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Scholars have extensively examined the causal relationship between energy consumption and economic growth, both in time series and panel data contexts, due to its significance for policymaking purposes. However, an exploration of the topic at regional level within countries is crucial. This scrutiny is essential due to the potential regional disparities in the link between energy consumption and growth, and the implications of these disparities for shaping and localizing energy policies. Accordingly, this study examines the cointegration and causality relationship between energy consumption and economic growth with Westerlund (2007) Panel Cointegration and Dumitrescu and Hurlin (2012) Panel Causality Tests for twelve regional groups in Turkey, for the period 2004-2021. According to the results, it is found that there is a cointegration linkage between energy consumption and economic growth in the long run and there is a unidirectional causality from energy consumption to economic growth in general term. Moreover, Kónya’s (2006) Bootstrap Panel Granger Causality Test reveals that the Growth Hypothesis holds true for the Istanbul, Western Marmara, and Northeastern Anatolia regions, suggesting a causal relationship from energy consumption to economic growth. Conversely, the Conservation Hypothesis applies to the Eastern Black Sea region, indicating the reverse direction of causality. Moreover, the results suggests that Feedback Hypothesis is evident in the Aegean and Mediterranean regions which implies causality both from energy consumption to growth and from growth to energy consumption. Finally the Neutrality Hypothesis is found to be valid for the other remaining six regions, indicating the absence of a causal relationship between the variables.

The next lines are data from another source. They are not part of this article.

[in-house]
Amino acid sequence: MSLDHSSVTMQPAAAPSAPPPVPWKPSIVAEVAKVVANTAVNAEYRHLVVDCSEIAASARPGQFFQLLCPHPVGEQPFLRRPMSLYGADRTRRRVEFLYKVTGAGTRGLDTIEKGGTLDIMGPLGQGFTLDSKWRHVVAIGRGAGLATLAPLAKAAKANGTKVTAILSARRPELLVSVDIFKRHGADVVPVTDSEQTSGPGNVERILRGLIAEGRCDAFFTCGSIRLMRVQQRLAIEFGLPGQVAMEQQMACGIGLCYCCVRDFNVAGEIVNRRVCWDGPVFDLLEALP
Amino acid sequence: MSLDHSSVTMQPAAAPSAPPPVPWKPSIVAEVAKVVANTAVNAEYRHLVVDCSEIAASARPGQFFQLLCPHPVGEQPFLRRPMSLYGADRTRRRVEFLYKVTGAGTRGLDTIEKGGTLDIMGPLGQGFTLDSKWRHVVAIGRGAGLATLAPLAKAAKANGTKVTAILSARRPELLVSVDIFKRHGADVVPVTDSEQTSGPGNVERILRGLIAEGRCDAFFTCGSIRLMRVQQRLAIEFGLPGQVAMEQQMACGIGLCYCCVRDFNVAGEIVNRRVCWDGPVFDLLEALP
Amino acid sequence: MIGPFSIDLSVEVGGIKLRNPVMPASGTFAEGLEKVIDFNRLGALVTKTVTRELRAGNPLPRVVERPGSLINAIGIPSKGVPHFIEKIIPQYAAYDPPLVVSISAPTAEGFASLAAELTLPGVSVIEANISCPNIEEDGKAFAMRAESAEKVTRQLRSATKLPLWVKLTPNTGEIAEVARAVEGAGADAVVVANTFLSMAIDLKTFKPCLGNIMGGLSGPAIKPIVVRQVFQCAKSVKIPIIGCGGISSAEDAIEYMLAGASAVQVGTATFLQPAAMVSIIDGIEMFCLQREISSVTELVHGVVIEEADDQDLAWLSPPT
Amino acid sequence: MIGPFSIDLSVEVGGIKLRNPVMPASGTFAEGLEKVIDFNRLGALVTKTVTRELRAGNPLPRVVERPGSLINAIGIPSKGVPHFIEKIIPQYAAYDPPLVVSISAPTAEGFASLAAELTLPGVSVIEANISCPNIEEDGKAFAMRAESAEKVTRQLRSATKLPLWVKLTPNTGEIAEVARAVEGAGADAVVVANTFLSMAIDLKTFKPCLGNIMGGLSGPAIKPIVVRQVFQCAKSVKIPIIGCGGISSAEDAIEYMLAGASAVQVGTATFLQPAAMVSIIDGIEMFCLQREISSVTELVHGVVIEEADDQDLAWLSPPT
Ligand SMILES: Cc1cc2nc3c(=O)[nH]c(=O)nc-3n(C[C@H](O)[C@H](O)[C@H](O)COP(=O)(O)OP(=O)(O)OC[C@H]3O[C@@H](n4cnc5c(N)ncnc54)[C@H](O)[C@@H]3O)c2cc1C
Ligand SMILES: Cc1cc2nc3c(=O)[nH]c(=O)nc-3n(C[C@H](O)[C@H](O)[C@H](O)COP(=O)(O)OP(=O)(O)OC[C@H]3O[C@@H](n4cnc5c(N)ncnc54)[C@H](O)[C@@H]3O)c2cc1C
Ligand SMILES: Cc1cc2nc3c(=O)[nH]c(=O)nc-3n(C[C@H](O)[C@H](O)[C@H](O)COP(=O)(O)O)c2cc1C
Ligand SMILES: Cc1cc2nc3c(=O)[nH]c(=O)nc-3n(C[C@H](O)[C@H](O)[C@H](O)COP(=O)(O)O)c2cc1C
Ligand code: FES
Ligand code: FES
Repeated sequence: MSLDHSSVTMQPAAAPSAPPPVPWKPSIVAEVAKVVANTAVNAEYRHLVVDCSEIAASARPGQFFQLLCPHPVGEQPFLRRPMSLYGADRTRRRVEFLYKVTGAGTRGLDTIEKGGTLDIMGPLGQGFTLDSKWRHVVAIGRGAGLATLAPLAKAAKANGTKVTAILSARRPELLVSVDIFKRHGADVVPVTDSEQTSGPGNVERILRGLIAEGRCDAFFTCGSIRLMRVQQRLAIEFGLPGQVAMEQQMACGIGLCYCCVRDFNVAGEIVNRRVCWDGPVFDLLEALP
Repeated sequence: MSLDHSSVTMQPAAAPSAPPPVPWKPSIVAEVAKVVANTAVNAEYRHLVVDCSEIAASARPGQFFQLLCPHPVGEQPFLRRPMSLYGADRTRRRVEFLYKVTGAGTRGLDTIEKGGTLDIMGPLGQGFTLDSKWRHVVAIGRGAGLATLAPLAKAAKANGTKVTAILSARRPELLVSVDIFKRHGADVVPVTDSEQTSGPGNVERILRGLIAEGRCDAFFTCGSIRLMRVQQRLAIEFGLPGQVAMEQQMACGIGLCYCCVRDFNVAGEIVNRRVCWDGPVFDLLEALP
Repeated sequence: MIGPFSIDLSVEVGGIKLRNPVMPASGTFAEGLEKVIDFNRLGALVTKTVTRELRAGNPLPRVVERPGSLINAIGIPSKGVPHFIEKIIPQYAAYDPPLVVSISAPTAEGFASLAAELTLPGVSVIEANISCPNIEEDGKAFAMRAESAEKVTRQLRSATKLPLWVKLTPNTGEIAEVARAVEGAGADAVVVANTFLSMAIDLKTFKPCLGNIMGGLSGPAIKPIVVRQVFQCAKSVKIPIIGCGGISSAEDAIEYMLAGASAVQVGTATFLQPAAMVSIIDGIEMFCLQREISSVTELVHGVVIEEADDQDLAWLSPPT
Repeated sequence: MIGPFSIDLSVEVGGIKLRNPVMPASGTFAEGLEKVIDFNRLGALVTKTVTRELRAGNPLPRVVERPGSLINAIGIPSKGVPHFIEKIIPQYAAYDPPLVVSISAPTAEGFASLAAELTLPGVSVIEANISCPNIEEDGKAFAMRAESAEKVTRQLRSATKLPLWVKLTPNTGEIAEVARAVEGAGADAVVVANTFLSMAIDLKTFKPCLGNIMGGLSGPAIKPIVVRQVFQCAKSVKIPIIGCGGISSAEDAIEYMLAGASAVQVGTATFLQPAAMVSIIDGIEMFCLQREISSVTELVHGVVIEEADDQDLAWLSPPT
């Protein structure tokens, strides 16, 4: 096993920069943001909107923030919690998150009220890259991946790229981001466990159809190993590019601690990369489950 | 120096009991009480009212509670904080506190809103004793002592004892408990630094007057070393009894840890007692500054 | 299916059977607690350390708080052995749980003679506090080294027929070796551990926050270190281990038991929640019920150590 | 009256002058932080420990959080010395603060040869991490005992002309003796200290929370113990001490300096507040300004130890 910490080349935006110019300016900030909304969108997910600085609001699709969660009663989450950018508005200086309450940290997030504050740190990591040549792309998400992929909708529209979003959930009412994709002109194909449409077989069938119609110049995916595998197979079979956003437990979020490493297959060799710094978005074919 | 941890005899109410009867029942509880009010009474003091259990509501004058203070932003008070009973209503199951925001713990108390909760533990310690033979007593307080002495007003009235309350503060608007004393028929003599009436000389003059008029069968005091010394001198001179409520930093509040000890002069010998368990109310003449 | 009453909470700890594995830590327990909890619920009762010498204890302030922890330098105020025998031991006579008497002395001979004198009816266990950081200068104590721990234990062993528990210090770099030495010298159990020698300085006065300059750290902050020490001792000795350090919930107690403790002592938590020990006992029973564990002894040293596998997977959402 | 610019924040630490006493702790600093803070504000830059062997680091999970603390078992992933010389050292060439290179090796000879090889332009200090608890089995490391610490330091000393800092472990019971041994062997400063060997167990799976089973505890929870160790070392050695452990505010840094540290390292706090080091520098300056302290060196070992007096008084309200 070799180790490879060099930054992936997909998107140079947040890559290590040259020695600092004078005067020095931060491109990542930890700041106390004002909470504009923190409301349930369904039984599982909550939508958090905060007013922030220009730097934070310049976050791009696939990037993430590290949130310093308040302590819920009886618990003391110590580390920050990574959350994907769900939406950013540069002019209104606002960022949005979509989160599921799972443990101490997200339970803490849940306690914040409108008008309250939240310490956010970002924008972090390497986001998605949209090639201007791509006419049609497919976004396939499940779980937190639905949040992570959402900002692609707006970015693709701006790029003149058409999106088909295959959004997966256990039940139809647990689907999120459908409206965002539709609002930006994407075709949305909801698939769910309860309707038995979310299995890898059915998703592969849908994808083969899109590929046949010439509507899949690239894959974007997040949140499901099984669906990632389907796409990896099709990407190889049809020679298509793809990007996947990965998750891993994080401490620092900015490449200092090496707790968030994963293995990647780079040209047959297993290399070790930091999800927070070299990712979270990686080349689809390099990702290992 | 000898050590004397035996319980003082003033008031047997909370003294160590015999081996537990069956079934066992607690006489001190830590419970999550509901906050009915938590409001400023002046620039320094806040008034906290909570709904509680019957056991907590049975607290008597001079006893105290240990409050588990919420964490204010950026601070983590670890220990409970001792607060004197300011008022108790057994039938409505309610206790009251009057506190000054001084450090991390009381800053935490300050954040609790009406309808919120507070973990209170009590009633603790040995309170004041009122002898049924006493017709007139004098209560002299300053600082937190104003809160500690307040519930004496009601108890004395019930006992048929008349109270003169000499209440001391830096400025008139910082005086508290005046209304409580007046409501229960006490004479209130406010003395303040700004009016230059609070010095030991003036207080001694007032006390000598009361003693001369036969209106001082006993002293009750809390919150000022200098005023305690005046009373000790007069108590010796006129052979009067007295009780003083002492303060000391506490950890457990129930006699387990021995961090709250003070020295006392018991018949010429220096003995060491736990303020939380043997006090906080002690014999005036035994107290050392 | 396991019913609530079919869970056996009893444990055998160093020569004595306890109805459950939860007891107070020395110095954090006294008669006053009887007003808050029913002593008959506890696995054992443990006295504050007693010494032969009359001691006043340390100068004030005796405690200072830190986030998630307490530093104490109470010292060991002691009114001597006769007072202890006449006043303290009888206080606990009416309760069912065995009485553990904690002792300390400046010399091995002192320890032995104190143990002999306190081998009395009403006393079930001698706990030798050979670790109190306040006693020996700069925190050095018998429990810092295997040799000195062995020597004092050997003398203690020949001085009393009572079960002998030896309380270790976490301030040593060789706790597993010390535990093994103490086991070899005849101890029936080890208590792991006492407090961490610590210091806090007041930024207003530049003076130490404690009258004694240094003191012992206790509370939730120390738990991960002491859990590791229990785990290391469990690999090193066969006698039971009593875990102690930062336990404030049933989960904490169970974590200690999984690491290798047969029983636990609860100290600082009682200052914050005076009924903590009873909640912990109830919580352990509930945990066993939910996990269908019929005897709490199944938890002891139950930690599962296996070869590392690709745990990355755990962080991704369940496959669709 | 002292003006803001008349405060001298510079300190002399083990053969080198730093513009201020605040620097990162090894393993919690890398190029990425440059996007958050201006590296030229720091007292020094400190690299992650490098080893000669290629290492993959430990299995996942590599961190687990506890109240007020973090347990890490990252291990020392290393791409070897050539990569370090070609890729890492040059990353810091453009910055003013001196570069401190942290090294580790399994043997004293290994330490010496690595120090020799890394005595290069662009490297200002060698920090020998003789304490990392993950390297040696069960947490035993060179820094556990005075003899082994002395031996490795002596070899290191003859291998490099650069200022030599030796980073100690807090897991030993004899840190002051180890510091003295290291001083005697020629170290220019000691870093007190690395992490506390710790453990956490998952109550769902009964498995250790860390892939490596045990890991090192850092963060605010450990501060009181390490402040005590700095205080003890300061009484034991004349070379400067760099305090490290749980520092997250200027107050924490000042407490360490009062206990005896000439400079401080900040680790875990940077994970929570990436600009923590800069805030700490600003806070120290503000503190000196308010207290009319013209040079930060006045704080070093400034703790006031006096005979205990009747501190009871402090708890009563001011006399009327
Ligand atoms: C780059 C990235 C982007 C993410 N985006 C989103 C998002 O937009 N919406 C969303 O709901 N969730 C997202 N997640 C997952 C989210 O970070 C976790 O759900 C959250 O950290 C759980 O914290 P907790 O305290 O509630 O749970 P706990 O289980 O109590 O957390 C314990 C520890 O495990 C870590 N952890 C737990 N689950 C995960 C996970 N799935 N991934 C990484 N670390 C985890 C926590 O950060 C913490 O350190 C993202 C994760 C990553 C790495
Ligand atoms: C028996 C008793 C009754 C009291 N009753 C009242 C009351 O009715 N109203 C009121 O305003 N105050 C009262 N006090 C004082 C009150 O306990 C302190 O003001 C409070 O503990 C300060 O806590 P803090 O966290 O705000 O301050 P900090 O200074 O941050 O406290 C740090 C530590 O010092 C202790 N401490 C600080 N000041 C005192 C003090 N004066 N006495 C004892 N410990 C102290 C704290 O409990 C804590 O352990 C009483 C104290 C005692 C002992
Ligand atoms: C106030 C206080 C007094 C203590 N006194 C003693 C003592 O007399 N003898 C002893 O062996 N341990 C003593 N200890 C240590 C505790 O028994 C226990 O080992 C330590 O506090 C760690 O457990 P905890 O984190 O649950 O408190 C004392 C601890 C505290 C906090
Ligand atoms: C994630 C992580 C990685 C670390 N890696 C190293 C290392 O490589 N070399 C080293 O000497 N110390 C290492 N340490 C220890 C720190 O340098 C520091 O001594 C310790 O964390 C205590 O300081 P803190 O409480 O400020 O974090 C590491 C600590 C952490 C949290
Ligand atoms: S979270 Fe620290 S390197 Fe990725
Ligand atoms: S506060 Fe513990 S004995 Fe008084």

Keywords: energy-growth nexus, Turkey, cointegration and causality tests, regional analysis